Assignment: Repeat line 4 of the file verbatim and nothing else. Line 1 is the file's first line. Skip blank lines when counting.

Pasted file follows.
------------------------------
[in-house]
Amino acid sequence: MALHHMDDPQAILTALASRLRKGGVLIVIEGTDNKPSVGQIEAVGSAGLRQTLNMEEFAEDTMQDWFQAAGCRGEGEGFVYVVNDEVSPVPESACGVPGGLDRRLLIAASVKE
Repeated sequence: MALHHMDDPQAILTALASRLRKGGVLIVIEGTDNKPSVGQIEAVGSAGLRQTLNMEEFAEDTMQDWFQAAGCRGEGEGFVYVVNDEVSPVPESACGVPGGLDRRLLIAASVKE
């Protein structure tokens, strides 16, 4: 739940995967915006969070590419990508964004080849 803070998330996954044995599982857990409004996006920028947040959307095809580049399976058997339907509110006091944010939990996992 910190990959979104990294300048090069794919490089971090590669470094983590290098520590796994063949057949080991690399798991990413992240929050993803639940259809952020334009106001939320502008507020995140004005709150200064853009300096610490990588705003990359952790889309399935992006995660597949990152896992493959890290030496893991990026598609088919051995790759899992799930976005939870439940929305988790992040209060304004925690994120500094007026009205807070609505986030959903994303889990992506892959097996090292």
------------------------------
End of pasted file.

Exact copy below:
């Protein structure tokens, strides 16, 4: 739940995967915006969070590419990508964004080849 803070998330996954044995599982857990409004996006920028947040959307095809580049399976058997339907509110006091944010939990996992 910190990959979104990294300048090069794919490089971090590669470094983590290098520590796994063949057949080991690399798991990413992240929050993803639940259809952020334009106001939320502008507020995140004005709150200064853009300096610490990588705003990359952790889309399935992006995660597949990152896992493959890290030496893991990026598609088919051995790759899992799930976005939870439940929305988790992040209060304004925690994120500094007026009205807070609505986030959903994303889990992506892959097996090292």